Sevi Ettinger’s new EP Salty Water is an interesting new effort from the up-and-coming teen singer-songwriter.  That is due to musical arrangements that will certainly appeal to fans of 90’s mainstream pop sounds.  The record’s socially conscious lyrical themes are, collectively, something that will appeal to not only those noted fans, but pop fans in general.  That is especially the case considering the theme of so many mainstream pop songs.  This is exhibited in all three of the songs noted here, and even in the EP’s title track/opener.  Between those noted arrangements and the depth of the songs’ lyrical themes, the EP gives listeners plenty to appreciate.  Keeping that in mind, this 4-song, 16-minute record proves to be a record that will float instead of sink.  More information on Salty Water is available online now along with all of Ettinger’s latest news and more at:








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Fozzy Reaches Its Peak With ‘Judas’

Courtesy: Century Media Century Media Records

Veteran hard rock band Fozzy launched the latest leg of its “Judas Rising” tour on Friday.  The tour, which currently runs through September 29 in Fort Lauderdale, Florida, includes performances in Charlotte and Jacksonville, North Carolina on September 19 and 20 respectively.  The tour’s launch also follows the release of the band’s latest single, ‘Burn Me Out,’ which is taken from the band’s most recent album, Judas (2017).  Judas is an interesting change of pace for Fozzy at least stylistically speaking.  That is not a bad thing, either.  In fact, the change in the band’s sound exhibited in this record is a big part of what makes the record such an interesting new offering.  ‘Painless,’ which comes a little early in the record’s run, is just one example of that welcome change.  It will be discussed shortly.  ‘Elevator,’ which comes late in the album’s run, is another example of the change exhibited in the record this time out, and another of the most notable of those examples, too.  It will be discussed a little later.  The full-throttle ‘Wolves at Bay,’ which closes out the album is one more example of the change that is evident in this record that makes it another interesting new effort.  Of course it is not the last of the songs that shows the change from the band this time out.  Keeping that in mind, there are also some more familiar works early on in the record.  When those songs are considered along with the songs noted here and those not noted, the whole of Judas proves to be a record that presents Fozzy at the top of its game.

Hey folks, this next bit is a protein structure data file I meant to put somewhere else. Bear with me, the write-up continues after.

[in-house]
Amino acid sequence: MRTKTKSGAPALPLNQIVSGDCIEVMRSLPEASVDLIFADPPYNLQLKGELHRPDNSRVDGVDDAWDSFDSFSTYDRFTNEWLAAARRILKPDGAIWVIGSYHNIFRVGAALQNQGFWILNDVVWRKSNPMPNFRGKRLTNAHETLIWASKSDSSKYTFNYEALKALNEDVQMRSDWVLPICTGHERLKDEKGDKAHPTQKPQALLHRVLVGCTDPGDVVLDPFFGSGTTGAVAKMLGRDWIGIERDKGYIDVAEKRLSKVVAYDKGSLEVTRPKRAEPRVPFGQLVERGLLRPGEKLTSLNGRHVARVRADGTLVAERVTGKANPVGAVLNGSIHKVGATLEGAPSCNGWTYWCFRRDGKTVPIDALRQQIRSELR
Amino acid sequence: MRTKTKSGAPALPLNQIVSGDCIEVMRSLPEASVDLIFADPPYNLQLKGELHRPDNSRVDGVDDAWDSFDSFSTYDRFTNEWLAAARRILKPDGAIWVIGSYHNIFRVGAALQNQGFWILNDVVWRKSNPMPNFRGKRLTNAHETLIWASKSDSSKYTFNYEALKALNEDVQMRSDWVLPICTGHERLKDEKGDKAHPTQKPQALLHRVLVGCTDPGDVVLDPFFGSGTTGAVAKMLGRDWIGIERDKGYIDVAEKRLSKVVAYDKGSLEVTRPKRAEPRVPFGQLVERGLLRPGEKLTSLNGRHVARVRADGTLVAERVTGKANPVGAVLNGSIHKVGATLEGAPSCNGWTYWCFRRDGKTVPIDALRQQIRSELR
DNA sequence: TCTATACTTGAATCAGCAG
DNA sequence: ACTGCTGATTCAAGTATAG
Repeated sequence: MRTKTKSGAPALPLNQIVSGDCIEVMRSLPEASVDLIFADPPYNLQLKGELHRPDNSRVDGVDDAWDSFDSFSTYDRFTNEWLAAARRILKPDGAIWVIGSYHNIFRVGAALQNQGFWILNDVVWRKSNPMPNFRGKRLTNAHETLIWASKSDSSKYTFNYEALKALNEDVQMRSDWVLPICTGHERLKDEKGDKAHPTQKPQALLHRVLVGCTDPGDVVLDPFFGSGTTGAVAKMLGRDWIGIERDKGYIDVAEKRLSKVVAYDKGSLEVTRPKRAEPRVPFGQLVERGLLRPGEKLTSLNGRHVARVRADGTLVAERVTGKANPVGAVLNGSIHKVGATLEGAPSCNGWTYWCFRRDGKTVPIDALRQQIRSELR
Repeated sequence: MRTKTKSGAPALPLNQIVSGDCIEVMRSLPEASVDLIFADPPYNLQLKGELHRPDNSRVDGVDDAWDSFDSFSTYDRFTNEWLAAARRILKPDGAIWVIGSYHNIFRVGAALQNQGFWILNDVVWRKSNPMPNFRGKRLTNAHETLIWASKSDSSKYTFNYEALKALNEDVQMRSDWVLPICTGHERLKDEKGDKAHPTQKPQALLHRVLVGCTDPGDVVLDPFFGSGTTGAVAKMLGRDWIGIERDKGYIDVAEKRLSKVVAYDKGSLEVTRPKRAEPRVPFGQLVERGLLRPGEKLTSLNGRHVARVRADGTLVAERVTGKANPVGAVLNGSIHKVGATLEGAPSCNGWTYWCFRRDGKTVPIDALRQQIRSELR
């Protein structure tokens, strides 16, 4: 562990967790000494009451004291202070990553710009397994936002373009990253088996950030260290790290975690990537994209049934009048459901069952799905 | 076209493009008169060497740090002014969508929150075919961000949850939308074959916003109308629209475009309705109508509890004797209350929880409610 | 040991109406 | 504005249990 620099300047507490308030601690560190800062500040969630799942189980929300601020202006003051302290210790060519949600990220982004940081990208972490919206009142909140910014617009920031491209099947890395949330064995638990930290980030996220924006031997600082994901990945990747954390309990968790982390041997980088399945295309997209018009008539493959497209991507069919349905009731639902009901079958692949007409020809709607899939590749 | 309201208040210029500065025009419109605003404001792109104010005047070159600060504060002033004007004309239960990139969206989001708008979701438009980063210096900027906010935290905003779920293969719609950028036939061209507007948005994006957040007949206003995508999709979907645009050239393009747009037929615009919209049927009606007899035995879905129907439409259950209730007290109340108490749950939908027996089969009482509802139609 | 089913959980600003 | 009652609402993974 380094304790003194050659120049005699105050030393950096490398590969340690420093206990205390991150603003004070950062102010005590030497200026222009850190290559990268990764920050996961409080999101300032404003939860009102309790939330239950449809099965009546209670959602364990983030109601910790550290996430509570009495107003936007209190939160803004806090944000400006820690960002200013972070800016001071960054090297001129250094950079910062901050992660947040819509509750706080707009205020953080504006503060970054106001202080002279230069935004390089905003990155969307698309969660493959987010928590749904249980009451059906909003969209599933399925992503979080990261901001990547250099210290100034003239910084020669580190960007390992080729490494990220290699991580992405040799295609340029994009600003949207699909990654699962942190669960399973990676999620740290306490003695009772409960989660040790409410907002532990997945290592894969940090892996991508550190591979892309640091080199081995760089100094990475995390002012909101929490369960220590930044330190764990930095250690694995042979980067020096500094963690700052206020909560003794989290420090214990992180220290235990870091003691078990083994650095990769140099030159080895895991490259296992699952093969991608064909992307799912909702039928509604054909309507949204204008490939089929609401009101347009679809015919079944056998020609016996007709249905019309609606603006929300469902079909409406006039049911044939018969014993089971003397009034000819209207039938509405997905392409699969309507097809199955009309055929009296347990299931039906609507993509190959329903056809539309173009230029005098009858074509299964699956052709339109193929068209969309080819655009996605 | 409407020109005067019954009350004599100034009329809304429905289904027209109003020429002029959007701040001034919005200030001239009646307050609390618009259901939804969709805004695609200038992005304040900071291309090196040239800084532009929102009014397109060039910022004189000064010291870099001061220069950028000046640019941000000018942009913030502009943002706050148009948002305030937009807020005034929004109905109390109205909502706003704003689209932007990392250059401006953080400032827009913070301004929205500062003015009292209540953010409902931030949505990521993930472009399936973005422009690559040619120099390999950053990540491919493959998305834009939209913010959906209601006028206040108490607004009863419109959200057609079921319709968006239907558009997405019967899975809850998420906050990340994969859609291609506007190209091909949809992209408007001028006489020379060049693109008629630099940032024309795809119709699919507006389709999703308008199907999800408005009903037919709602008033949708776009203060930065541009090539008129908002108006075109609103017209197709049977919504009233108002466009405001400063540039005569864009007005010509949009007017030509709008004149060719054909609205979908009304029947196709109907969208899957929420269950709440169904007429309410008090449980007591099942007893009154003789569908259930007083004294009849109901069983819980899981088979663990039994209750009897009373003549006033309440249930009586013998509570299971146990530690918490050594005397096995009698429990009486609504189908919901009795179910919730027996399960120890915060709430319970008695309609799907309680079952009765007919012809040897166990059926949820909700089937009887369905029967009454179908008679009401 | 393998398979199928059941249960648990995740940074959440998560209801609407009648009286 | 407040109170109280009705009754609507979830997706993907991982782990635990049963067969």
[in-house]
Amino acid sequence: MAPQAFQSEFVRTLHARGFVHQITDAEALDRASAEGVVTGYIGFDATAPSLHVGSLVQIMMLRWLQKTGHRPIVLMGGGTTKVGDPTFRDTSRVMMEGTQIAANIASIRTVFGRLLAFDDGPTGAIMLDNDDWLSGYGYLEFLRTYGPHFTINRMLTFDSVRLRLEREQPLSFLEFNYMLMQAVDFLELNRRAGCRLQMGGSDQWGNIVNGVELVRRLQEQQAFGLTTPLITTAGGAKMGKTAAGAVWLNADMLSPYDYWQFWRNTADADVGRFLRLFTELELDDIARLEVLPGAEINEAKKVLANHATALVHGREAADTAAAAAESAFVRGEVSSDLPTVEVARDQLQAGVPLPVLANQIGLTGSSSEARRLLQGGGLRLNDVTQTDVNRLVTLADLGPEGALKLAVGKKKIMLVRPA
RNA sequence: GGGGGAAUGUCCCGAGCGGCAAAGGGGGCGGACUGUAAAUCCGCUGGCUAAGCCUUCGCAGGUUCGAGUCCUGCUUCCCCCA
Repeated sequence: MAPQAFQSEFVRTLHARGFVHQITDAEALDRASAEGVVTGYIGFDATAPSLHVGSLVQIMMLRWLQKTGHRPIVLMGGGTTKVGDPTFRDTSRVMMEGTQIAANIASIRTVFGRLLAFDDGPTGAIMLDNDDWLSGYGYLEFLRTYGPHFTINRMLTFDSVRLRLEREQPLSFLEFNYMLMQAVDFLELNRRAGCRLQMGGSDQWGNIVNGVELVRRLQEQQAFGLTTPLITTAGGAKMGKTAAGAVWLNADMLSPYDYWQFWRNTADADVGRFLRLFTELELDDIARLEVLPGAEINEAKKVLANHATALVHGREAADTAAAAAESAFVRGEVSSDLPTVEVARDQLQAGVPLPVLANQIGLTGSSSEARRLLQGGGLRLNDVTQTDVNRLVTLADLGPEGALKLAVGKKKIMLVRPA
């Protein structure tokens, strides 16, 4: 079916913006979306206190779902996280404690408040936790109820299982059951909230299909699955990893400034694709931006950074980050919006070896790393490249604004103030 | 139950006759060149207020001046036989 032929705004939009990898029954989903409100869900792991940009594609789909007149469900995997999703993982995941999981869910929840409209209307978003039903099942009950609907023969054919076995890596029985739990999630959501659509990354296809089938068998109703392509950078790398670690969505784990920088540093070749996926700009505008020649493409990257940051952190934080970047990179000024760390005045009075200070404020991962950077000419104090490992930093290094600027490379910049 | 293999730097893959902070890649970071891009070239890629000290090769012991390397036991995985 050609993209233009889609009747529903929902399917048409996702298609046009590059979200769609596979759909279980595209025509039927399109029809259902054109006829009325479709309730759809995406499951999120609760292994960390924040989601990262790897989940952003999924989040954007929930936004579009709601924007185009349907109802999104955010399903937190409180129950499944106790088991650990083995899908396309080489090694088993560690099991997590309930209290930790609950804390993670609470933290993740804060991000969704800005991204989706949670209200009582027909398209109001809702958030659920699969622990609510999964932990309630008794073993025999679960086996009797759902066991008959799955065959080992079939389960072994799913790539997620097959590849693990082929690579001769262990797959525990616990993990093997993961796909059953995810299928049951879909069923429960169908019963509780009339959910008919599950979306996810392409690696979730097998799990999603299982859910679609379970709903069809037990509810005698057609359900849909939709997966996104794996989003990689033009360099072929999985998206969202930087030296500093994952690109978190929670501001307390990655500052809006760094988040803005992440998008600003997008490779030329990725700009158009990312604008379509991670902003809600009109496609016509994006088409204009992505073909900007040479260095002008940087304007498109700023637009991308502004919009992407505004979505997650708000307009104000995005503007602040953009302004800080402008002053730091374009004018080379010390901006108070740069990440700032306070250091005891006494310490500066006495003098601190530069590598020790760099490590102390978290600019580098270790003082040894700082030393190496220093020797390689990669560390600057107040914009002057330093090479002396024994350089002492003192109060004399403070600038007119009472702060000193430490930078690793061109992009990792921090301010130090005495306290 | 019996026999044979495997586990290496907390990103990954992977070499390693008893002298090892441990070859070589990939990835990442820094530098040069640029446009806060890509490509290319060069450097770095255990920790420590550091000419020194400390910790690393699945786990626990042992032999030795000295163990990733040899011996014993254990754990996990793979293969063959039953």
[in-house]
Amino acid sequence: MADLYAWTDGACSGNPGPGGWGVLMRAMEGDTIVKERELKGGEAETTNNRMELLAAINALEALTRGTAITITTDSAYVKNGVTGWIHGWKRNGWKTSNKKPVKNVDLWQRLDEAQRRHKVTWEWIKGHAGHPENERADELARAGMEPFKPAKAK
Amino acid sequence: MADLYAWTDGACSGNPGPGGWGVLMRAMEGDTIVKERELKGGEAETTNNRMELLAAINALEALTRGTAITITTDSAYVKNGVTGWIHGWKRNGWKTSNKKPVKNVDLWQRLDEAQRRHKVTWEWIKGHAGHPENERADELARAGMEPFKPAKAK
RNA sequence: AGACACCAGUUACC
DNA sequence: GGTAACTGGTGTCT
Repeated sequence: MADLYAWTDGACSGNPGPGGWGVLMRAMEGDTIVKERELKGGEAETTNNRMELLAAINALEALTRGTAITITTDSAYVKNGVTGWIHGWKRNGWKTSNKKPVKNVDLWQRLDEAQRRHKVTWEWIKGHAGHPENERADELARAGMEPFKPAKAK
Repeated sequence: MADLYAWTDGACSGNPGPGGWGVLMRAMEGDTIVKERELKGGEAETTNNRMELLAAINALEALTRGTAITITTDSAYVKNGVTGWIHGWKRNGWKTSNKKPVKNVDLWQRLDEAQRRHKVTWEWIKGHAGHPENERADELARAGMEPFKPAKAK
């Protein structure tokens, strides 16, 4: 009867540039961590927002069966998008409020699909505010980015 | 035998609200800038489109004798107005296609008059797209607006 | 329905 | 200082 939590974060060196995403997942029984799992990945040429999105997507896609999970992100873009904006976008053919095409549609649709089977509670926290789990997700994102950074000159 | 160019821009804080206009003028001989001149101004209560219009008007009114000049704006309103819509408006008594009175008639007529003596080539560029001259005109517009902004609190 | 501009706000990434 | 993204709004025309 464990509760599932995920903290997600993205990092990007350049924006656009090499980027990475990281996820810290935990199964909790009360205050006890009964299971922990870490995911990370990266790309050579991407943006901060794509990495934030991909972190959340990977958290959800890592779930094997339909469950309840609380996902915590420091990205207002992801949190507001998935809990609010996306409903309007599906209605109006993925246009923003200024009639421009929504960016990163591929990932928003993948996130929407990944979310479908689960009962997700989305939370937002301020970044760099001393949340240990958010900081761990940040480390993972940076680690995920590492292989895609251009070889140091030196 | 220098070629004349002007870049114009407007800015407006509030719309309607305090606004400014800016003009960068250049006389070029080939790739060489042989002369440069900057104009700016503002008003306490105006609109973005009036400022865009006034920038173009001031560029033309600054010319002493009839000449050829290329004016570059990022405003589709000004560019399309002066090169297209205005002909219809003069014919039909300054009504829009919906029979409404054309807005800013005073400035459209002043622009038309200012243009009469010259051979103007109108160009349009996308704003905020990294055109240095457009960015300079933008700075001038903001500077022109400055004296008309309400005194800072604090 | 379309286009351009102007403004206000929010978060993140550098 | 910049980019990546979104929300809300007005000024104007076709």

Veteran hard rock band Fozzy’s most recent full-length studio recording, 2017’s Judas is one of the best albums that this band has released to date.  Simply put, it presents Fozzy at the top of its game.  That is thanks to the growth and change exhibited by the band throughout the album.  The first real sign of that change comes early in the album’s run in the form of ‘Painless.’  Musically speaking, this song is one of the most radio friendly songs that the band has composed to date.  At the same time, it doesn’t sacrifice the hard rock edge for which the band has come to be known in its previous albums in order to achieve that accessibility.  It shows similarities to works from the likes of Breaking Benjamin, Five Finger Death Punch and other similar hard rock acts, showing again, that accessibility.